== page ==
“What is lacking, according to the real lived stories of those who presented to the committee, is an awareness of those rights and obligations, and an understanding of how to implement them to benefit students, families, and school communities alike.”

“Too often we heard about practices that exclude students with disabilities, when there are clear legal obligations to include them,” Kelly Vincent added.

“Unfortunately I think, because of those attitudinal issues, where we don’t expect the student with disability to achieve as much as a non-disabled student, we don’t invest in them as much. And because of the lack of resourcing available, we’re not currently meeting our very serious obligations to these students.”

Schools need the resources to provide ways to assist students to learn positive behaviour methods. It’s time to review the behaviour support procedures of schools to ensure that, for example, students with autism are not continually suspended from school based on their behaviour.

Further recommendations included that South Australian schools should face tangible consequences for unnecessarily restraining students with disabilities and avoid using suspension or exclusion to manage challenging behaviours. Under the recommendations, schools could also be audited to find out how they are accommodating children with disabilities, and teachers would need undertake compulsory special needs training.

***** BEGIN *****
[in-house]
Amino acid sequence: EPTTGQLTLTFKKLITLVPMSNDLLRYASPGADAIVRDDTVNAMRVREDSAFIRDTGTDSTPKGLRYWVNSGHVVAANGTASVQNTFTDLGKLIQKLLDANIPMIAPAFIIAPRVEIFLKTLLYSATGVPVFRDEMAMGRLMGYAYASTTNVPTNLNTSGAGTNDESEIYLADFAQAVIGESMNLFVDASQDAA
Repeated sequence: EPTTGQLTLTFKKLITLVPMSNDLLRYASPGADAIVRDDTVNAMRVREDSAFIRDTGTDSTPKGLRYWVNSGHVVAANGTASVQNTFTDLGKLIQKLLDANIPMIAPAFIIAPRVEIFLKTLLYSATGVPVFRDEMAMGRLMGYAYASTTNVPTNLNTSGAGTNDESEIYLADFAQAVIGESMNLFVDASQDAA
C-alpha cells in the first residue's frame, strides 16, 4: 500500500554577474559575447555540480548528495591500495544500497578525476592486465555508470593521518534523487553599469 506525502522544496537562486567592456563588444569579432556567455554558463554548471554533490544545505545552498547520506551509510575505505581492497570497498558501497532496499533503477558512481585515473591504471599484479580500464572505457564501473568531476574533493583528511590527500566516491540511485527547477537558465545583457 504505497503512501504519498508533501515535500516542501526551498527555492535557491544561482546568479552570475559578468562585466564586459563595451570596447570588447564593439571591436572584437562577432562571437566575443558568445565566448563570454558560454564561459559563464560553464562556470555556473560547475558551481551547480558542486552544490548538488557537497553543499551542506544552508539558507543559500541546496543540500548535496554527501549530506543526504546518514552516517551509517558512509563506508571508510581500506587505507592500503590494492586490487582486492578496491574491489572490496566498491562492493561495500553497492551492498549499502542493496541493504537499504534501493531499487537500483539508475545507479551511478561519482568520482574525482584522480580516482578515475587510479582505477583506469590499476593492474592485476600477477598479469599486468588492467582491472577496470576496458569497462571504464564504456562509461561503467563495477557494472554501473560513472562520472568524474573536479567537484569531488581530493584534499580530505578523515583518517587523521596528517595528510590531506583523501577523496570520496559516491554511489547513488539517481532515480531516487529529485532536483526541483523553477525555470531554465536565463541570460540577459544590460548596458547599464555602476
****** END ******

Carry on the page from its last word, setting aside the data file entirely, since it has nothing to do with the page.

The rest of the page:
Kelly Vincent added: “Importantly, too, we know that so many parents are forced out of the opportunity to earn a living because they are called on too frequently to collect their child from school due to their disability.  We want the state-wide economic impact of this to be assessed.”

It is crystal clear that many students with disabilities experience ‘the soft bigotry of low expectations,’ and as a society we must take responsibility and support educators to raise expectations and deliver a more positive experience to all students.

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Ps You’ll realise we are just days away from the end of the financial year, please help Dignity Party by making a donation.
Dignity Party are working hard to ensure our hard working MP – Hon Kelly Vincent MLC – is re-elected at the March 17th election, just nine months away.

Election campaigns are expensive, we are booking stalls at events, arranging printing and training our team of candidates already (next session 1st July).  Making a donation today to the Dignity Party will support this campaign, and ensure we can present the candidates and all of our volunteers in eye-catching gear (Dignity Party purple caps, t-shirts, badges) and have professionally designed how-to-vote cards and other election materials printed.  We appreciate your end of financial year contribution to the Dignity Party.  This is the “bare-bones” campaign, and the more we can gather in generous donations, thanks to people like you, the more we can build on this basic campaign to include traditional and online advertising to increase our electoral impact and results.  Well- resourced campaigns succeed, we need your help through a donation today to get there.

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0431 704 074